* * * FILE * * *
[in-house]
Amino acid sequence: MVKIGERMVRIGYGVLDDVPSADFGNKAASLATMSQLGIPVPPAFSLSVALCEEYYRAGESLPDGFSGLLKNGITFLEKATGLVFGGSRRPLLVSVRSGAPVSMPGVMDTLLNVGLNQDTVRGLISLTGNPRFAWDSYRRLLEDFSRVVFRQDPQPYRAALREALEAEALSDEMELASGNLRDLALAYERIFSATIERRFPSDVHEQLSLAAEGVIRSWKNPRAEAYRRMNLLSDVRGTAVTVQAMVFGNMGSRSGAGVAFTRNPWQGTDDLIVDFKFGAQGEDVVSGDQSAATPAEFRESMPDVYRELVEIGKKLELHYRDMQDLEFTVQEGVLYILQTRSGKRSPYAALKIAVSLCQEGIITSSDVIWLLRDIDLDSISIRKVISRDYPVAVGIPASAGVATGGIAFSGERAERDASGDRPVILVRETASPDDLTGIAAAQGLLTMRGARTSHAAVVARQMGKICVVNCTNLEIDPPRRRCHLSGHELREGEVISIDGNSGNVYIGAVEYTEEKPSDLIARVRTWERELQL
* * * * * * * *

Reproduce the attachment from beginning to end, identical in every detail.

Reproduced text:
[in-house]
Amino acid sequence: MVKIGERMVRIGYGVLDDVPSADFGNKAASLATMSQLGIPVPPAFSLSVALCEEYYRAGESLPDGFSGLLKNGITFLEKATGLVFGGSRRPLLVSVRSGAPVSMPGVMDTLLNVGLNQDTVRGLISLTGNPRFAWDSYRRLLEDFSRVVFRQDPQPYRAALREALEAEALSDEMELASGNLRDLALAYERIFSATIERRFPSDVHEQLSLAAEGVIRSWKNPRAEAYRRMNLLSDVRGTAVTVQAMVFGNMGSRSGAGVAFTRNPWQGTDDLIVDFKFGAQGEDVVSGDQSAATPAEFRESMPDVYRELVEIGKKLELHYRDMQDLEFTVQEGVLYILQTRSGKRSPYAALKIAVSLCQEGIITSSDVIWLLRDIDLDSISIRKVISRDYPVAVGIPASAGVATGGIAFSGERAERDASGDRPVILVRETASPDDLTGIAAAQGLLTMRGARTSHAAVVARQMGKICVVNCTNLEIDPPRRRCHLSGHELREGEVISIDGNSGNVYIGAVEYTEEKPSDLIARVRTWERELQL